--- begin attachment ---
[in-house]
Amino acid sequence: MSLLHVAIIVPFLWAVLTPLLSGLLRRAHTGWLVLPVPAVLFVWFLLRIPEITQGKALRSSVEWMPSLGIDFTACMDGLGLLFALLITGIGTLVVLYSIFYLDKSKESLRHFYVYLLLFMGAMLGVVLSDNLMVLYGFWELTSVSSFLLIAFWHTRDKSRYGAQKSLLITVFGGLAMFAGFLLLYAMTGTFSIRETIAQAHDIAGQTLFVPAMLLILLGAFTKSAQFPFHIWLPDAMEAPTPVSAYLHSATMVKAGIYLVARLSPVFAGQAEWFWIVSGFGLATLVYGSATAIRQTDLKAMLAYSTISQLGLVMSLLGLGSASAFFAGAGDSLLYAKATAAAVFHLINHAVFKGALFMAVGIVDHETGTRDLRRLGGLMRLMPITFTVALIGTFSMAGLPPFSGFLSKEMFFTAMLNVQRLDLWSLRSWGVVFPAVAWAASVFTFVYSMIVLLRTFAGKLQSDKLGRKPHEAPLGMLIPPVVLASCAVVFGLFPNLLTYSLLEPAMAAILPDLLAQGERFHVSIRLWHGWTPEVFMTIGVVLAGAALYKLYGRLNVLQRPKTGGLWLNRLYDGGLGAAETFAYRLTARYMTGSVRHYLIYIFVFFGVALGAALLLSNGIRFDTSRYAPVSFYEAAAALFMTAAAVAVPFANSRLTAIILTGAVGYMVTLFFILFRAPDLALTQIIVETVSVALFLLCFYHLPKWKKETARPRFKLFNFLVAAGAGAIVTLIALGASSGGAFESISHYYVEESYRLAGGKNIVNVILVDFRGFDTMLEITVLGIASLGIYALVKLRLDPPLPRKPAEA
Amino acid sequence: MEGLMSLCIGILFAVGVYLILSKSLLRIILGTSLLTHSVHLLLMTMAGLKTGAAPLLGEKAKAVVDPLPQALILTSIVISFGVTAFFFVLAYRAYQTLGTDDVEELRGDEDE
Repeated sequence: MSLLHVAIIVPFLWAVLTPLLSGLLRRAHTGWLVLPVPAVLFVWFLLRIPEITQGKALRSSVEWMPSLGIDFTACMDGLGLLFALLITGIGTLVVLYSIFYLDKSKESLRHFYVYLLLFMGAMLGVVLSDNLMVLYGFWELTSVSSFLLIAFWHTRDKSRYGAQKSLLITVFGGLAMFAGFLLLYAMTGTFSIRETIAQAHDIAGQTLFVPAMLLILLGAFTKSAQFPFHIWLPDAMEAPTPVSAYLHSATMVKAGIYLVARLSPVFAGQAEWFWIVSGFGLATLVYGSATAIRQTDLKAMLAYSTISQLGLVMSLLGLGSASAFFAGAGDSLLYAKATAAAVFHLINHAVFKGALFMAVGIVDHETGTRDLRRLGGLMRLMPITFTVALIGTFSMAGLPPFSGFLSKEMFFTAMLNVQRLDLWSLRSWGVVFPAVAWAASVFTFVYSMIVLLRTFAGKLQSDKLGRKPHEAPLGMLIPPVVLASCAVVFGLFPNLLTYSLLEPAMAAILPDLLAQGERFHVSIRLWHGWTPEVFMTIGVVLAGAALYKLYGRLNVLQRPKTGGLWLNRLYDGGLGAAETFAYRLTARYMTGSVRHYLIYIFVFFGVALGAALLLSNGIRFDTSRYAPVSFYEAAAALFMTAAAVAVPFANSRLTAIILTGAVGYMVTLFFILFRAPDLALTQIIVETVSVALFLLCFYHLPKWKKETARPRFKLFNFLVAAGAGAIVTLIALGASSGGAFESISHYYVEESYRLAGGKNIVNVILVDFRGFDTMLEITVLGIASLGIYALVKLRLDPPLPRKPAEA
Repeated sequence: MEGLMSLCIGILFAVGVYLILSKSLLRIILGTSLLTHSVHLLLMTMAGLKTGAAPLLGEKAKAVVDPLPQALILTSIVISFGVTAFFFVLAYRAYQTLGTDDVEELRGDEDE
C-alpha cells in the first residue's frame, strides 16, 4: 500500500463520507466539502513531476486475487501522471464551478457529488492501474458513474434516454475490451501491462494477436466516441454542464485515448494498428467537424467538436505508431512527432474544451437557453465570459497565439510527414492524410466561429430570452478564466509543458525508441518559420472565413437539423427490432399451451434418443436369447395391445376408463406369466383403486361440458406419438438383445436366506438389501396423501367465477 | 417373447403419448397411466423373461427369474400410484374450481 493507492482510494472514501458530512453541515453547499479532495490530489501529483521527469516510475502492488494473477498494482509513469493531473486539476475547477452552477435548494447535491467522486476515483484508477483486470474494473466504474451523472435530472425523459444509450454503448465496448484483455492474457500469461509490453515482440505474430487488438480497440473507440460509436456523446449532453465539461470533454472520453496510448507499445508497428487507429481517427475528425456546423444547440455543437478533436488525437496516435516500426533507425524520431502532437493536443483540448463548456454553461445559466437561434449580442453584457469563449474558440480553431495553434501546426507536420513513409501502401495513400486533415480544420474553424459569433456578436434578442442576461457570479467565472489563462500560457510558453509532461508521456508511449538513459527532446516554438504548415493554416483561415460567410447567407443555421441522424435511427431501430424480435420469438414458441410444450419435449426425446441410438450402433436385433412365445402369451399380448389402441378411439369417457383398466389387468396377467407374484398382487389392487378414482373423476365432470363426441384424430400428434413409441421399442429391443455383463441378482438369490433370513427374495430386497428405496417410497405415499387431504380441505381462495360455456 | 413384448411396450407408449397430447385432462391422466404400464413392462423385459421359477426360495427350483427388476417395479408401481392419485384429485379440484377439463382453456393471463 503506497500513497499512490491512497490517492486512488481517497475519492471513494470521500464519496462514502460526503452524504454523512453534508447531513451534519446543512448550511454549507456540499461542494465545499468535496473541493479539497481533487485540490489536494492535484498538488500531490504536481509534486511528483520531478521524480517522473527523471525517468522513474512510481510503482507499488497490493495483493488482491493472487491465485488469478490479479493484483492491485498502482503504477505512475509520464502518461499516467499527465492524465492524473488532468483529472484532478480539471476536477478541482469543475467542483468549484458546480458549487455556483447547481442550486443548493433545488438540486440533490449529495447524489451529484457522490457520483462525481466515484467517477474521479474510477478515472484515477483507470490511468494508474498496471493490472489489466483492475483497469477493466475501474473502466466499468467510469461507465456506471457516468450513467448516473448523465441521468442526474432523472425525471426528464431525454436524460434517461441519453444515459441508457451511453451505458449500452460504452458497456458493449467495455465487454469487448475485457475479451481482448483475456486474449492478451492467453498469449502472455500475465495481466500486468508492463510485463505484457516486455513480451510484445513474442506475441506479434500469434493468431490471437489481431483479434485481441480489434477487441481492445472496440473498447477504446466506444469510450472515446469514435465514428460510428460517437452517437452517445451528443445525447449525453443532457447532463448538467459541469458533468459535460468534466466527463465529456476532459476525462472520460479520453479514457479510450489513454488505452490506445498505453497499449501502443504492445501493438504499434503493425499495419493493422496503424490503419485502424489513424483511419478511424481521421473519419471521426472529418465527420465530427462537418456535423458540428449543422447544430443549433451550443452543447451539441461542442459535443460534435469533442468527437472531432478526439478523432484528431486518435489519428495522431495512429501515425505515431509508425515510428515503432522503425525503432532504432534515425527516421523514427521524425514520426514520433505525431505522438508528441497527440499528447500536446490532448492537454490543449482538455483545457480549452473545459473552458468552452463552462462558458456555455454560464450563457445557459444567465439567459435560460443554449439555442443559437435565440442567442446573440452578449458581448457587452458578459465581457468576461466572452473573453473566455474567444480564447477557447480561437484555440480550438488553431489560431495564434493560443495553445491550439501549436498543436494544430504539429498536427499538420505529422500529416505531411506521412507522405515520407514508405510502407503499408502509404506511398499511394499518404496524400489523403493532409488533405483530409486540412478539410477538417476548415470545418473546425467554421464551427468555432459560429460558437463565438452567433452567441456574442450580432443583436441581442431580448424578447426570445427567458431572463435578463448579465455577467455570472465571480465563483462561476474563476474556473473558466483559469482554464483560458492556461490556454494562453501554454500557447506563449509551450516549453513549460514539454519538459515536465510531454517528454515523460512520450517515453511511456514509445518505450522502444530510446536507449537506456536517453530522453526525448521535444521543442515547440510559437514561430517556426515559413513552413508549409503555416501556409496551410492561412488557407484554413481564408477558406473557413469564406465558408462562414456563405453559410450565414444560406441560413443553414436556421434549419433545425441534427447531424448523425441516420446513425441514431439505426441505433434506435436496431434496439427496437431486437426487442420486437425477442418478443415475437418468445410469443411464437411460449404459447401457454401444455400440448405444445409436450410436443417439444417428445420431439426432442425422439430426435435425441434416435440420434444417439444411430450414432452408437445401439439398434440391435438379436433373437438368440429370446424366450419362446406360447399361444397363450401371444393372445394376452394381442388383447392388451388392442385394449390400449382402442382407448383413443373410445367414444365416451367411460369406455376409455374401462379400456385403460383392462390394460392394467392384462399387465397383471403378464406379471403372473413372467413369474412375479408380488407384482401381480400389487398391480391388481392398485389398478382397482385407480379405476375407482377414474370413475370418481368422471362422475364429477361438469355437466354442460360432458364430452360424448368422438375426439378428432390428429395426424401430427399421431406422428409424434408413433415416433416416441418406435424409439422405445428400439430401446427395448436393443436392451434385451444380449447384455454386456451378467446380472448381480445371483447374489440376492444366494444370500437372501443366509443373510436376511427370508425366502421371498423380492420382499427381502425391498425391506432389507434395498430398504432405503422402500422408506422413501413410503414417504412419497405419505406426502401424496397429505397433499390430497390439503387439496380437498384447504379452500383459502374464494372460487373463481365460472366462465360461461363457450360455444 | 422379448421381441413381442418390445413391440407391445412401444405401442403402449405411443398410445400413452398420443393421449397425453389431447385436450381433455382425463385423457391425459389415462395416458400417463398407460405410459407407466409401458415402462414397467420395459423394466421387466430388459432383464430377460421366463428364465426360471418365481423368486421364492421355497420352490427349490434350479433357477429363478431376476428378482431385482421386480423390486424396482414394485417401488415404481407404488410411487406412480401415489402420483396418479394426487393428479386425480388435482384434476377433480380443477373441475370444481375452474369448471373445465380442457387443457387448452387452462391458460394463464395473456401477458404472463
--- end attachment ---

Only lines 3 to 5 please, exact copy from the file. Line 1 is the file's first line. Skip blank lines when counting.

Amino acid sequence: MEGLMSLCIGILFAVGVYLILSKSLLRIILGTSLLTHSVHLLLMTMAGLKTGAAPLLGEKAKAVVDPLPQALILTSIVISFGVTAFFFVLAYRAYQTLGTDDVEELRGDEDE
Repeated sequence: MSLLHVAIIVPFLWAVLTPLLSGLLRRAHTGWLVLPVPAVLFVWFLLRIPEITQGKALRSSVEWMPSLGIDFTACMDGLGLLFALLITGIGTLVVLYSIFYLDKSKESLRHFYVYLLLFMGAMLGVVLSDNLMVLYGFWELTSVSSFLLIAFWHTRDKSRYGAQKSLLITVFGGLAMFAGFLLLYAMTGTFSIRETIAQAHDIAGQTLFVPAMLLILLGAFTKSAQFPFHIWLPDAMEAPTPVSAYLHSATMVKAGIYLVARLSPVFAGQAEWFWIVSGFGLATLVYGSATAIRQTDLKAMLAYSTISQLGLVMSLLGLGSASAFFAGAGDSLLYAKATAAAVFHLINHAVFKGALFMAVGIVDHETGTRDLRRLGGLMRLMPITFTVALIGTFSMAGLPPFSGFLSKEMFFTAMLNVQRLDLWSLRSWGVVFPAVAWAASVFTFVYSMIVLLRTFAGKLQSDKLGRKPHEAPLGMLIPPVVLASCAVVFGLFPNLLTYSLLEPAMAAILPDLLAQGERFHVSIRLWHGWTPEVFMTIGVVLAGAALYKLYGRLNVLQRPKTGGLWLNRLYDGGLGAAETFAYRLTARYMTGSVRHYLIYIFVFFGVALGAALLLSNGIRFDTSRYAPVSFYEAAAALFMTAAAVAVPFANSRLTAIILTGAVGYMVTLFFILFRAPDLALTQIIVETVSVALFLLCFYHLPKWKKETARPRFKLFNFLVAAGAGAIVTLIALGASSGGAFESISHYYVEESYRLAGGKNIVNVILVDFRGFDTMLEITVLGIASLGIYALVKLRLDPPLPRKPAEA
Repeated sequence: MEGLMSLCIGILFAVGVYLILSKSLLRIILGTSLLTHSVHLLLMTMAGLKTGAAPLLGEKAKAVVDPLPQALILTSIVISFGVTAFFFVLAYRAYQTLGTDDVEELRGDEDE